Project Code: ANC-01-047
Program: FRIP
Sponsor:ANC Timber Ltd.
Project Status:Completed

Object & Deliverables

Provide support to the ongoing fRI Research Grizzly Bear Program lead by Gord Stenhouse. Continuation of ANC-01-033.

Alberta faces ongoing and expanding challenges in land and resource management as we try to balance and reconcile our societal needs for natural resources with the desire and commitment to protect other resource values on a shared landscape. Grizzly Bears represent one such value and are a high profile species at risk in Alberta. In order to successfully recover and sustain grizzly bear populations it is felt that additional scientific data and methodologies are required to support land management decisions in provincial grizzly bear habitat to allow the measurement of progress on these objectives.

This research project focused on three separate but inter-related information needs, which were identified as research themes by the team. The first area of study was directed towards a greater and more detailed understanding of key grizzly bear food resources. Managers needs to know what these foods are, where are they found, and what their values are to bears from a nutritional standpoint. Through a combination of field data collection, laboratory and modelling work they developed nutritional estimates for common grizzly bear foods in Alberta. This data showed that bears were more likely to be limited by foods high in non-protein energy that protein. Bears were potentially able to optimize their intake of macronutrients by consuming fruit and complementary foods, such as high-protein ungulates. The team then developed bio-energetic models that aided in our understanding of the daily energy expenditures of bears, their body size as well as the reproductive energy costs for female grizzly bears, This work showed that grizzly bears in the study area have greater reproductive constraints (based on energy) than other bear populations in North America and therefore population recovery for some populations of grizzly bears in Alberta will be slower. Building upon this combination of findings the team developed new models that showed the abundance and distribution of key bears foods within our study areas. These “nutritional landscape maps” were compared with existing data sets on the distribution and abundance of bears on the landscape from DNA inventory work and a strong linkage was shown with local patterns of bear abundance. They utilized these findings and novel data sets to establish theoretical carry capacity estimates for the study area based on the nutritional requirements of bears and the nutritional characteristics for the landscape to establish that for one population unit (BMA 3) the landscape could potentially support twice the density of grizzly bears that was observed there in 2004. This component of our work suggests that ‘bottom-up’ factors relating to the differences in the spatial and temporal abundance and distribution of food resources explain local and regional patterns in distribution, abundance, body size and habitat selection of bears. This component of the project can be used by land and resource managers to guide the establishment of population recovery targets for grizzly bears populations and to assist in determining long term sustainable habitat supply targets for bears to meet their nutritional needs.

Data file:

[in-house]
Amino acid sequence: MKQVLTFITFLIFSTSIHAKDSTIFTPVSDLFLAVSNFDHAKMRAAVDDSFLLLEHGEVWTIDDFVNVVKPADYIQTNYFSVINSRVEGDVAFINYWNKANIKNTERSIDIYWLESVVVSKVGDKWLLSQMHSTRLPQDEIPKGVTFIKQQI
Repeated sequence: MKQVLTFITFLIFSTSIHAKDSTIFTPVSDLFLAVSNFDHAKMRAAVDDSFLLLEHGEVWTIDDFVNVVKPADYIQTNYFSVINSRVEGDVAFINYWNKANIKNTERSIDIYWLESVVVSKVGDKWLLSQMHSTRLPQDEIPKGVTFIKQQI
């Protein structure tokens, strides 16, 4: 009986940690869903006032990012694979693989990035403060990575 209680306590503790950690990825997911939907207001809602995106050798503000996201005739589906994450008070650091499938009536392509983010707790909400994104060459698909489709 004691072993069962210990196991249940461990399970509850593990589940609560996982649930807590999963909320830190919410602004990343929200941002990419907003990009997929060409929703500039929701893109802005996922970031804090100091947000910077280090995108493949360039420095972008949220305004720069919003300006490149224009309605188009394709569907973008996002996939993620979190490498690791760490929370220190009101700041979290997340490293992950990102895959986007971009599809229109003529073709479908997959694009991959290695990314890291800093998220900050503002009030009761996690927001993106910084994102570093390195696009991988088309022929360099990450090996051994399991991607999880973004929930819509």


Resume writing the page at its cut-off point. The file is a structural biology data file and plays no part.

The second component of the work was focused on the identified need to improve our ability to map, measure and quantity landscape disturbance in grizzly bear habitat, as these habitat “changes” are known to influence the foods that bears depend on. A number of important technical advances were made with the fusion of fine spatial resolution Landsat imager (30m) with high temporal resolution (albeit lower spatial resolution) MODIS imagery (biweekly). This allowed detailed tracking of anthropogenic landscape change. The team utilized new satellite imagery (LiDAR) and climate data to show how the inclusion of this new high-resolution data set was valuable in improving our understanding and mapping of grizzly bear foods on the landscape. This work showed that including fine-scale terrain conditions generally affected the distribution of the studied food species more than forest canopy or climate conditions. In addition, the team also was able to integrate data sets from Landsat imagery with those from LiDAR to improve our data base of habitat classification for mapping grizzly bear habitats. The results from this integration will allow managers to understand and monitor grizzly bear habitat use on changing landscapes.
In order to improve our understanding and ability to measure reproductive performance in grizzly bears our team developed new laboratory techniques to accurately and reliably measure three reproductive hormones – estradiol, progesterone, and testosterone – in the hair of grizzly bears. We then verified that reproductive hormone dynamics in the hair of captive grizzly bears coincide with changes in reproductive status and annual activity pattern of captive adult grizzly bears. This new technique shows promise but our level of understanding possible factors that may influence these results should receive further attention.

Final Report

The complete findings of this project, methodology, observations and results are contained in the Project Final Report.